Document Type

Article

Publication Title

University of Memphis Law Review

Abstract

A lawyer gets a third party to "friend" an adverse witness; a judge "friends" defense counsel during a trial; a juror posts a poll on Facebook regarding the outcome of the case; a litigant boasts on Facebook about how much money he anticipates recovering from his lawsuit; a lawyer vents on Facebook about judges, clients, and opposing counsel; photos of a defendant on Facebook show him taking drugs and holding a weapon; and photos on Facebook show a lawyer partying during the week when he was granted a continuance due to an alleged death in his family. Indeed, Facebook can be a treasure trove of information, not only for those with whom users intend to share, but also to unintended audiences. This article explores how the pervasive use of Facebook plays a role in the legal field, puts a spin on old legal issues, and creates new ones. The article examines how the relationship between social networking and members of the legal community continues to evolve, and blur the boundaries between personal and professional worlds, creating legal and ethical minefields. The article provides guidance regarding how to navigate these minefields, beginning in law school and continuing throughout the legal profession.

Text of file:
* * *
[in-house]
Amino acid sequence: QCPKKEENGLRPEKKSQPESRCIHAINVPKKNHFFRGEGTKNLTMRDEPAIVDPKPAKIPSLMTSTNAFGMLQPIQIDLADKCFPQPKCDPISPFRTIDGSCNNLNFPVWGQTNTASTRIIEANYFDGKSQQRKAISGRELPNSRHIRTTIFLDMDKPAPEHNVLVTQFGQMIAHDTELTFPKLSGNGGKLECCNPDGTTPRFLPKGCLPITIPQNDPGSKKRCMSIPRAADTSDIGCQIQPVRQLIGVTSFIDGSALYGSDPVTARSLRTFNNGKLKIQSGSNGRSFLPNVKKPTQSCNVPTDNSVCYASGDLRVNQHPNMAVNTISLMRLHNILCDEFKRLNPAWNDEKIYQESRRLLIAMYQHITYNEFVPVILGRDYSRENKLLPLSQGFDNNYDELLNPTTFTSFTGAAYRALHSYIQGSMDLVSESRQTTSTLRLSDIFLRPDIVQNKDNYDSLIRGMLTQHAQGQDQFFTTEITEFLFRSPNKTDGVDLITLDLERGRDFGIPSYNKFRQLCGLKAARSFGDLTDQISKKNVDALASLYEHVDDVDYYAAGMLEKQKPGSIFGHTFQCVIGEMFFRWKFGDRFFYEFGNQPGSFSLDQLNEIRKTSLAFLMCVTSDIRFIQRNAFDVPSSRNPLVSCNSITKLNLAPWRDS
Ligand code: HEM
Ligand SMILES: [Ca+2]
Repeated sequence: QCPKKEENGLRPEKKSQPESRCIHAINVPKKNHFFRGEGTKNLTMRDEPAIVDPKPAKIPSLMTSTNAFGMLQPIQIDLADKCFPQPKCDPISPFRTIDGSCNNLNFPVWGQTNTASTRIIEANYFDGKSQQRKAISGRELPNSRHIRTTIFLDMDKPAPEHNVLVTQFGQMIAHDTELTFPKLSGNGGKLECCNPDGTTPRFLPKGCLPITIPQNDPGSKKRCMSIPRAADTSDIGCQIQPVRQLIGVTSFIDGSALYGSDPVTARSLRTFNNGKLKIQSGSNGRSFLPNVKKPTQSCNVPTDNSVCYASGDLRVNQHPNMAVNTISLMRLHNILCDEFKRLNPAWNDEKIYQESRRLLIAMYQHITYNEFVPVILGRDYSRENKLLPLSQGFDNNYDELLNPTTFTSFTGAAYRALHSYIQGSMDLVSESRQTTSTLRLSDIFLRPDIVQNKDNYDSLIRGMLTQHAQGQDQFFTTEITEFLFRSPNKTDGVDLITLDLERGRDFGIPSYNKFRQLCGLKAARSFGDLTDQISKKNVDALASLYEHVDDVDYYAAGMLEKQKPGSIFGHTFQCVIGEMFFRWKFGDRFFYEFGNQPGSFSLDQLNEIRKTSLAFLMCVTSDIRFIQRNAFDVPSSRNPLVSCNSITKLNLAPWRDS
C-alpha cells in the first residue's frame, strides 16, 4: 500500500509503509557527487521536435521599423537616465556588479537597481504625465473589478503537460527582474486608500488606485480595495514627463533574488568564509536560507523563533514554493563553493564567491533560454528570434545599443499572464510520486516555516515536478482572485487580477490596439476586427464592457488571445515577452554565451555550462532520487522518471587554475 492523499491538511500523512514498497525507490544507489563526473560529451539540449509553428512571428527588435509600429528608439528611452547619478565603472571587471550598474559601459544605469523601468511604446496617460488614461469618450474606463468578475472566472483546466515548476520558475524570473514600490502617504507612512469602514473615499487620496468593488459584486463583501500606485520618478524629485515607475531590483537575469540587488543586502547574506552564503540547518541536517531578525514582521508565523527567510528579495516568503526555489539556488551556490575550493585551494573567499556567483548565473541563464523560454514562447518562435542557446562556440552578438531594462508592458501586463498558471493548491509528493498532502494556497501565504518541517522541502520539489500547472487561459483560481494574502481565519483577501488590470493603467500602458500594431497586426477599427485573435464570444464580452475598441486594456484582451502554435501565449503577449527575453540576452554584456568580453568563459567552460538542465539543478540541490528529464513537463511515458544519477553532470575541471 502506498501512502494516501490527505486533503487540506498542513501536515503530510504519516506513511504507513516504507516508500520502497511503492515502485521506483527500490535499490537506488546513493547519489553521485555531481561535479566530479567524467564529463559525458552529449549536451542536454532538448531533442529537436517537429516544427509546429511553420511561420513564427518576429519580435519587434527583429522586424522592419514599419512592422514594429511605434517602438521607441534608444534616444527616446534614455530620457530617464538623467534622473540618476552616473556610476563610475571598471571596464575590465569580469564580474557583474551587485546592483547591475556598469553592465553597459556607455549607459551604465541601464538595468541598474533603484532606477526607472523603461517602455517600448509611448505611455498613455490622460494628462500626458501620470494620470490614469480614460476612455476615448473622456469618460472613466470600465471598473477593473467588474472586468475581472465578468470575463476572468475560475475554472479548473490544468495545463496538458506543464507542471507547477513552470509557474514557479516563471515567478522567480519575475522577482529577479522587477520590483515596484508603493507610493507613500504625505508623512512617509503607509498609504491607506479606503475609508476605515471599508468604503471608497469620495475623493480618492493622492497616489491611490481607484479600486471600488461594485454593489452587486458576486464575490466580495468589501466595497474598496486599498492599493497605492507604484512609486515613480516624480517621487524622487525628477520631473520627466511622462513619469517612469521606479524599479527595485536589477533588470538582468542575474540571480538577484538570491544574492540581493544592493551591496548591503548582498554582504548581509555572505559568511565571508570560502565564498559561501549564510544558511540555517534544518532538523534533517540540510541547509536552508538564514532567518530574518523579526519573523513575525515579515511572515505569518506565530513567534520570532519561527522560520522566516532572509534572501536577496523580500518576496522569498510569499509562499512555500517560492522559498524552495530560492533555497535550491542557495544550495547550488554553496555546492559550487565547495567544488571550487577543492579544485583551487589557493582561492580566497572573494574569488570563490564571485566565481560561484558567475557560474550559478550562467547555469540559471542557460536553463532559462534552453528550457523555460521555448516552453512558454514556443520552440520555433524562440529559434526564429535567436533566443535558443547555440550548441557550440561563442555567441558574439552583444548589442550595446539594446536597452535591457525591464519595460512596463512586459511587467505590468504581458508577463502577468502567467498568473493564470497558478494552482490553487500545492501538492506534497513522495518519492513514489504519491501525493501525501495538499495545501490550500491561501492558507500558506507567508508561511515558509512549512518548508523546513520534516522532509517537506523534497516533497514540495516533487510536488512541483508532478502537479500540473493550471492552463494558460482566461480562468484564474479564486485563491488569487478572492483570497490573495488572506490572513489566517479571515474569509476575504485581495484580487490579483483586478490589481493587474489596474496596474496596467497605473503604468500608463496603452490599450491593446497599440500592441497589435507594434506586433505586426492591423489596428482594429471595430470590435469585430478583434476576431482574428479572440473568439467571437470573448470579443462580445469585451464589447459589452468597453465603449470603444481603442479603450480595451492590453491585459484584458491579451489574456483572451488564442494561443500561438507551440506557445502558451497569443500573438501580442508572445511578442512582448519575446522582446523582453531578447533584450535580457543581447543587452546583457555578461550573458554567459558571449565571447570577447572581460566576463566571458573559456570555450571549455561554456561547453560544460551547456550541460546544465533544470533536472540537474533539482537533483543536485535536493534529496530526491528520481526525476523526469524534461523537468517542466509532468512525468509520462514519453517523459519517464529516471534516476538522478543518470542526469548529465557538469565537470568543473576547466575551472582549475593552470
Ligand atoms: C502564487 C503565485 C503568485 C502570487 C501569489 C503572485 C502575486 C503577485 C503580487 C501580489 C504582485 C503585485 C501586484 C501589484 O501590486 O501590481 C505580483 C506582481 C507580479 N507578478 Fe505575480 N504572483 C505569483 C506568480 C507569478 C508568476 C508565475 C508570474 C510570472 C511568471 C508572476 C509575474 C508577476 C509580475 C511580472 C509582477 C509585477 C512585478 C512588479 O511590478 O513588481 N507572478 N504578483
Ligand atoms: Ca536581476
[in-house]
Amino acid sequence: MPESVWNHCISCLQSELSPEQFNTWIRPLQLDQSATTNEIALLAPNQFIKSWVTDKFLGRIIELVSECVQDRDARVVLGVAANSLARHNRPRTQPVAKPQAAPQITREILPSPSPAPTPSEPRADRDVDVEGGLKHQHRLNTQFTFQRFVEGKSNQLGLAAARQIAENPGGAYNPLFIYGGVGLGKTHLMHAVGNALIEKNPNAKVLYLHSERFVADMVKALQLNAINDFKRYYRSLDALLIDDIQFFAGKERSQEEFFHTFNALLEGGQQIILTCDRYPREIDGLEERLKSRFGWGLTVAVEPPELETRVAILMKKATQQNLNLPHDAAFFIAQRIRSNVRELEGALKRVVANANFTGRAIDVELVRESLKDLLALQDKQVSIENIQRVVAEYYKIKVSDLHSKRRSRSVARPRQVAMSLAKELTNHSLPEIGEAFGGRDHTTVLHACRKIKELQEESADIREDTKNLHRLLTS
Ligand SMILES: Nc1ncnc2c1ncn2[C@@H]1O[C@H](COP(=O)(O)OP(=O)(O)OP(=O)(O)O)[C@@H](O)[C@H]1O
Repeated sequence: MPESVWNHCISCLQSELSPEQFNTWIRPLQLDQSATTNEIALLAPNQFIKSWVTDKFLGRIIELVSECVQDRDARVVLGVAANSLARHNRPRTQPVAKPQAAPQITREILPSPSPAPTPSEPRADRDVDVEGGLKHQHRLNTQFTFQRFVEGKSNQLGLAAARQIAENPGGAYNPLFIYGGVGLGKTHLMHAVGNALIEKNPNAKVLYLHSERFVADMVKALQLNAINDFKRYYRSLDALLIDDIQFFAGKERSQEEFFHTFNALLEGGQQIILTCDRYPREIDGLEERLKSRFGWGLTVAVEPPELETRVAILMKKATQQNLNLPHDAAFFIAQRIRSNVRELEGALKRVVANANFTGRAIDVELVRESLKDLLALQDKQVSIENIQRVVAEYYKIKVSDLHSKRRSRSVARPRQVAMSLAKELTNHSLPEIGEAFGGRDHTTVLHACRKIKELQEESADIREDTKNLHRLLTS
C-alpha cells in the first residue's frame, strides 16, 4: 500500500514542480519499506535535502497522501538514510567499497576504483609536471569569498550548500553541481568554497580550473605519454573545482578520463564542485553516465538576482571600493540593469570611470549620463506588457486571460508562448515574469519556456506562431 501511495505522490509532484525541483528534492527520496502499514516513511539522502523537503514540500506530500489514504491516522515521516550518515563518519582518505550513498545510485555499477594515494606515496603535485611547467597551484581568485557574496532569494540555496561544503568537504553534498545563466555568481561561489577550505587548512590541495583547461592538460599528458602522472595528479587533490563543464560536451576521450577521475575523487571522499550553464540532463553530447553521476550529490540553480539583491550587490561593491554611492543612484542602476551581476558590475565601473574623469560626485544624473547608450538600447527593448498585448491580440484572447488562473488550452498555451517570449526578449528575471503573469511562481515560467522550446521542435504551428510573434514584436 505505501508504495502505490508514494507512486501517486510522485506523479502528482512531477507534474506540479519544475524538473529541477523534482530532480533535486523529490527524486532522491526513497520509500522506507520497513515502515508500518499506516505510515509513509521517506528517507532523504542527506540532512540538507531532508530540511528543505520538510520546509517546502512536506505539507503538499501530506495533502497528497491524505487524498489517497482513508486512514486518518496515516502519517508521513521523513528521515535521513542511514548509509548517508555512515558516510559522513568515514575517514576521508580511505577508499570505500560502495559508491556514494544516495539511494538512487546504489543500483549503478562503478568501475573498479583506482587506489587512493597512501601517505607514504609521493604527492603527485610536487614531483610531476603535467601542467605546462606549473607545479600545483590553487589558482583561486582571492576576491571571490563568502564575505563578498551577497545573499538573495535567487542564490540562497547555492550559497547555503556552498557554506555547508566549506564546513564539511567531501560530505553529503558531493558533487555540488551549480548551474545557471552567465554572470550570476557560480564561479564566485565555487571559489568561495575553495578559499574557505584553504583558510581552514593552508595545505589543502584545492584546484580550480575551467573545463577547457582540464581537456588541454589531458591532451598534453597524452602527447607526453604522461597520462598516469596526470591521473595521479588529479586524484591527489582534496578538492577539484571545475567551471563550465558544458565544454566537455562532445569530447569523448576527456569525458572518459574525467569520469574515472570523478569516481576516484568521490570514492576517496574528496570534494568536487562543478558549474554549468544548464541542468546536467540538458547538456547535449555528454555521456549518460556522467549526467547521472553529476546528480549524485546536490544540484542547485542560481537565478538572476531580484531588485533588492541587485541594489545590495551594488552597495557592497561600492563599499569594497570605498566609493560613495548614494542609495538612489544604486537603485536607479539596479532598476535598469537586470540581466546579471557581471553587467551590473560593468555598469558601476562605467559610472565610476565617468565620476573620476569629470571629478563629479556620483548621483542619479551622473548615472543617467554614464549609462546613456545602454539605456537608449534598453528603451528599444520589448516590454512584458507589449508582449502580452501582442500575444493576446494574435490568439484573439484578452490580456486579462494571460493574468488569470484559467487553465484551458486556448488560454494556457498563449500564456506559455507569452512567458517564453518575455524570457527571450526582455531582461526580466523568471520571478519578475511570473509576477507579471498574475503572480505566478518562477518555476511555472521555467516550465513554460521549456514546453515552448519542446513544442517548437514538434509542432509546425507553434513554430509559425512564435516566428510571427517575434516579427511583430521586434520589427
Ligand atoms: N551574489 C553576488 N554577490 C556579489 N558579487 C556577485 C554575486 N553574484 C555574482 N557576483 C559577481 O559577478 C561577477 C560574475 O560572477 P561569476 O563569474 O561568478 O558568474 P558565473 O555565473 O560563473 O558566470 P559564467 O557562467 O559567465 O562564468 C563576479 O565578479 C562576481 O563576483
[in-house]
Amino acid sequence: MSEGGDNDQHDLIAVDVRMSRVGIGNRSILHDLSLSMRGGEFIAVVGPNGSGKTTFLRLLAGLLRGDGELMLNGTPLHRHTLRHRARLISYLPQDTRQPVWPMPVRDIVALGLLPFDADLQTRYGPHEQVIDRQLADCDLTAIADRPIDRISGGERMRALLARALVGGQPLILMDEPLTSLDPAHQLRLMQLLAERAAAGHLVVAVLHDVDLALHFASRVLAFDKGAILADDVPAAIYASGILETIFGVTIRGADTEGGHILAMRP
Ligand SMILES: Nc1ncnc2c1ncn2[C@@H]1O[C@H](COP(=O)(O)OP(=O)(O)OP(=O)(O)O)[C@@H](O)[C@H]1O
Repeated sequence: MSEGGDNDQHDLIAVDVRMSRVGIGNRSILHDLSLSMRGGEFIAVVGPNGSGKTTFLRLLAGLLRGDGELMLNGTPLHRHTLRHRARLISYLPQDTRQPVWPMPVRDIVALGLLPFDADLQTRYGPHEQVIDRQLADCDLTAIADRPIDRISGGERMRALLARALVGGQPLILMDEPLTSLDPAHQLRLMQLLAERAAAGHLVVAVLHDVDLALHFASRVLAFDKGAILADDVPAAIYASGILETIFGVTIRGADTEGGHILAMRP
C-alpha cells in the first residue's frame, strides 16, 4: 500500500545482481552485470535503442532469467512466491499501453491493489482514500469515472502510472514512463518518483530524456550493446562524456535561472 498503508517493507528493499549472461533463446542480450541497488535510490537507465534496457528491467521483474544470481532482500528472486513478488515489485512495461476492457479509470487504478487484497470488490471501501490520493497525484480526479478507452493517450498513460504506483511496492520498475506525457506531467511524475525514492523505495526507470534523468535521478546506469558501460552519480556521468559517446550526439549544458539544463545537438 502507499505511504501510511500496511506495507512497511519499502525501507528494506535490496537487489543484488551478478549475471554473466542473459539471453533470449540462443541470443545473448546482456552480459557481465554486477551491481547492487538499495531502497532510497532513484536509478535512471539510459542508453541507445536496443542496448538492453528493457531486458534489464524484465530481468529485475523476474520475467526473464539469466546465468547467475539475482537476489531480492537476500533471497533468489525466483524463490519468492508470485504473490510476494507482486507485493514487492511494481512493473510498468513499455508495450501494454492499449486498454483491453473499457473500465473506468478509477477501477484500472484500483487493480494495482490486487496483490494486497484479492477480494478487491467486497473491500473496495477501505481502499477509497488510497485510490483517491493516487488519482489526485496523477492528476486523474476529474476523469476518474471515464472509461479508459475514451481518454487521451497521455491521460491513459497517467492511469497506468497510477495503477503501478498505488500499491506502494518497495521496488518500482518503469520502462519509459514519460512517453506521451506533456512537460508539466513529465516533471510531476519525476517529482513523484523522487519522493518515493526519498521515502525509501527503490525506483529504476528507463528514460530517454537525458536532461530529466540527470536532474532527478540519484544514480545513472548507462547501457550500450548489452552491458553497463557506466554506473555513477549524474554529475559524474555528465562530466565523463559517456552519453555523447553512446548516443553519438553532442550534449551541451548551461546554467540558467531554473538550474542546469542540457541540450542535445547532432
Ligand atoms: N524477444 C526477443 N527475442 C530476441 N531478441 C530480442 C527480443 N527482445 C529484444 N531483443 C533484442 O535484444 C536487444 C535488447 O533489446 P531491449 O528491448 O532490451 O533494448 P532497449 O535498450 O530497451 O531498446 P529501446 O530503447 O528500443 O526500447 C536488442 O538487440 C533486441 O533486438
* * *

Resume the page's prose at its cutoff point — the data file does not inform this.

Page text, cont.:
Publication Date

8-29-2010

Share

COinS
 
 

To view the content in your browser, please download Adobe Reader or, alternately,
you may Download the file to your hard drive.

NOTE: The latest versions of Adobe Reader do not support viewing PDF files within Firefox on Mac OS and if you are using a modern (Intel) Mac, there is no official plugin for viewing PDF files within the browser window.